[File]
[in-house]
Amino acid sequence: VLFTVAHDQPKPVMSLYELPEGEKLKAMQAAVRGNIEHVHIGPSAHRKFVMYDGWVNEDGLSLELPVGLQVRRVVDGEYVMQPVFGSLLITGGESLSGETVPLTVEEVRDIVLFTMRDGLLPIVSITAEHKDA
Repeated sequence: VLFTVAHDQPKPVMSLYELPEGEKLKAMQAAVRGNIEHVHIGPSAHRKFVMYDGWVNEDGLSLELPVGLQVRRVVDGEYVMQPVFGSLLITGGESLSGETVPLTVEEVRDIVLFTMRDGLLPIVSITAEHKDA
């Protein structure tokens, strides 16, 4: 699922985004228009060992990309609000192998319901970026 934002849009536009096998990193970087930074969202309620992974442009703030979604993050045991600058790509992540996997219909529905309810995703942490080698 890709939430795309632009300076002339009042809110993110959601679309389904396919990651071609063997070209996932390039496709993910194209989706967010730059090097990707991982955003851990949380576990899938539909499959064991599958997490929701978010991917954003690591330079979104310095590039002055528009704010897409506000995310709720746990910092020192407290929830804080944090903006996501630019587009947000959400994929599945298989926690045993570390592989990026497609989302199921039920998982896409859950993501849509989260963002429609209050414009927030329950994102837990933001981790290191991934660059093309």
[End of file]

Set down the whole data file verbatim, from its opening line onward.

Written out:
[in-house]
Amino acid sequence: VLFTVAHDQPKPVMSLYELPEGEKLKAMQAAVRGNIEHVHIGPSAHRKFVMYDGWVNEDGLSLELPVGLQVRRVVDGEYVMQPVFGSLLITGGESLSGETVPLTVEEVRDIVLFTMRDGLLPIVSITAEHKDA
Repeated sequence: VLFTVAHDQPKPVMSLYELPEGEKLKAMQAAVRGNIEHVHIGPSAHRKFVMYDGWVNEDGLSLELPVGLQVRRVVDGEYVMQPVFGSLLITGGESLSGETVPLTVEEVRDIVLFTMRDGLLPIVSITAEHKDA
């Protein structure tokens, strides 16, 4: 699922985004228009060992990309609000192998319901970026 934002849009536009096998990193970087930074969202309620992974442009703030979604993050045991600058790509992540996997219909529905309810995703942490080698 890709939430795309632009300076002339009042809110993110959601679309389904396919990651071609063997070209996932390039496709993910194209989706967010730059090097990707991982955003851990949380576990899938539909499959064991599958997490929701978010991917954003690591330079979104310095590039002055528009704010897409506000995310709720746990910092020192407290929830804080944090903006996501630019587009947000959400994929599945298989926690045993570390592989990026497609989302199921039920998982896409859950993501849509989260963002429609209050414009927030329950994102837990933001981790290191991934660059093309």